Claims Preparation Costs

Filing a claim can be a complex process that might require the assistance of accountants, loss assessors, or other professionals to accurately calculate and present your loss to the insurance company. Business interruption insurance can cover these professional fees, ensuring that the claim process doesn't add to your financial burden during a challenging time.

How much does business interruption insurance cost in NZ?

Business interruption insurance premiums are calculated on several different factors including:

  • Type of business
  • Sum insured
  • Location 
  • Indemnity period

Business interruption insurance in NZ typically costs between $60 to $200 per month. 

Who needs business interruption insurance NZ?

While any business can benefit from business interruption insurance, it is particularly beneficial for businesses that:

  • Have physical locations that customers need to access.

  • Rely on specific machinery or equipment to operate, such as manufacturers.

  • Operate in areas prone to natural disasters like earthquakes, floods, or severe storms.

The length of coverage, known as the “indemnity period,” varies based on the specifics of your policy. Typically, it starts from the time the interruption occurs and lasts until your business is back to operating as it was before the event. This period can range from a few months to a couple of years. It’s essential to select the appropriate indemnity period as once this period ends, there is no more business interruption cover.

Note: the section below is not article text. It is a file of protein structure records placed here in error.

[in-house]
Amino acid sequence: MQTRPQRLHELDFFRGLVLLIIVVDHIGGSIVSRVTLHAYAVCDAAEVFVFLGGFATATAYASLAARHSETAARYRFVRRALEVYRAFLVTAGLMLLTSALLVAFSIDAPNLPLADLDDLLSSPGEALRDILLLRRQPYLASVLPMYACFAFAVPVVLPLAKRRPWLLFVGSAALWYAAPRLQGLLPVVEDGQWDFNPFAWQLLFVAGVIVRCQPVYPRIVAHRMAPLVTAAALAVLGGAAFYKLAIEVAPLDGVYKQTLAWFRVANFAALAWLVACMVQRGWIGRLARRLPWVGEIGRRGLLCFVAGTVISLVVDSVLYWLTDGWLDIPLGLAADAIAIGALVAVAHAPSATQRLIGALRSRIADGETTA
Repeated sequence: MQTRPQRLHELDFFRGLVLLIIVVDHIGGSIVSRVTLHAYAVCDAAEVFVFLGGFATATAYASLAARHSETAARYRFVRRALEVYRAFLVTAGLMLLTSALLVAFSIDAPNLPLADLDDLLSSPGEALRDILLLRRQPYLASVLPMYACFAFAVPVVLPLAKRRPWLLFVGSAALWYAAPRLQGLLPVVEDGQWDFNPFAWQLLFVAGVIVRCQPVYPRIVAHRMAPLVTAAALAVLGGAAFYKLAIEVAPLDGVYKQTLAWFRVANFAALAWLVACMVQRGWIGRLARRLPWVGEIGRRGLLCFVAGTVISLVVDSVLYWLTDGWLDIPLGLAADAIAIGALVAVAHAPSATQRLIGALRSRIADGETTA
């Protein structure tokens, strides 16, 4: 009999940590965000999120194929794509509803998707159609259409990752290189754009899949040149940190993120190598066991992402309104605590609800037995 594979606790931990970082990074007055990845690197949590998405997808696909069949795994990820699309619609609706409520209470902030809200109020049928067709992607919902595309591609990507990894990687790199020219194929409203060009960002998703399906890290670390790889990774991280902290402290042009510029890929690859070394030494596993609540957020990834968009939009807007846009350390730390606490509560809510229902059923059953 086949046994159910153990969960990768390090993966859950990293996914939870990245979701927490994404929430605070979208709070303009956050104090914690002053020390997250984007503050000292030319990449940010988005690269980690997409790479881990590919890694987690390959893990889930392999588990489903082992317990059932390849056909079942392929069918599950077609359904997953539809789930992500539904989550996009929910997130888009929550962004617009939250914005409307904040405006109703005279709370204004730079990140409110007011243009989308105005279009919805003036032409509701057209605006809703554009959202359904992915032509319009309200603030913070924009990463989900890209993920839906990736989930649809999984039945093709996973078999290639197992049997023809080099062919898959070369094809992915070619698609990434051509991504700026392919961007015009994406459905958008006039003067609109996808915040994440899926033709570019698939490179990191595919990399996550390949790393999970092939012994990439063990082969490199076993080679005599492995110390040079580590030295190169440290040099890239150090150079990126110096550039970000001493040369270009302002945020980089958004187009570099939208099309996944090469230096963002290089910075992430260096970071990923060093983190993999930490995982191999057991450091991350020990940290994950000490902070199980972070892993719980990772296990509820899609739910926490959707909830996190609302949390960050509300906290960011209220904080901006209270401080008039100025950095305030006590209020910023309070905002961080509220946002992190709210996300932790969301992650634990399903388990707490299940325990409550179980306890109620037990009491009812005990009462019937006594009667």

This greatly depends on the specifics of your policy. Most policies exclude coverage for infectious diseases and pandemics, while others might offer it as an optional extra. It’s always best to thoroughly review your policy or consult with your insurance broker to understand what’s covered.

How do I get proof of business interruption insurance?

You can usually get proof of insurance same day when you purchase business interruption insurance through Gerrards.

Acquiring business interruption insurance from traditional insurance brokers may require a few weeks, a delay that could create problems for policyholders who need instant insurance proof of business interruption insurance for a contract. 

To obtain insurance coverage promptly, contact us. We may require you to provide some fundamental details about your business, such as:

  • The name of your business

  • Your financial statements

  • The industry you operate in 

  • Business continuity strategy

  • Your claims history

What does business interruption insurance not cover?

There are certain key areas where business interruption insurance may not provide coverage:

Pandemics or infectious diseases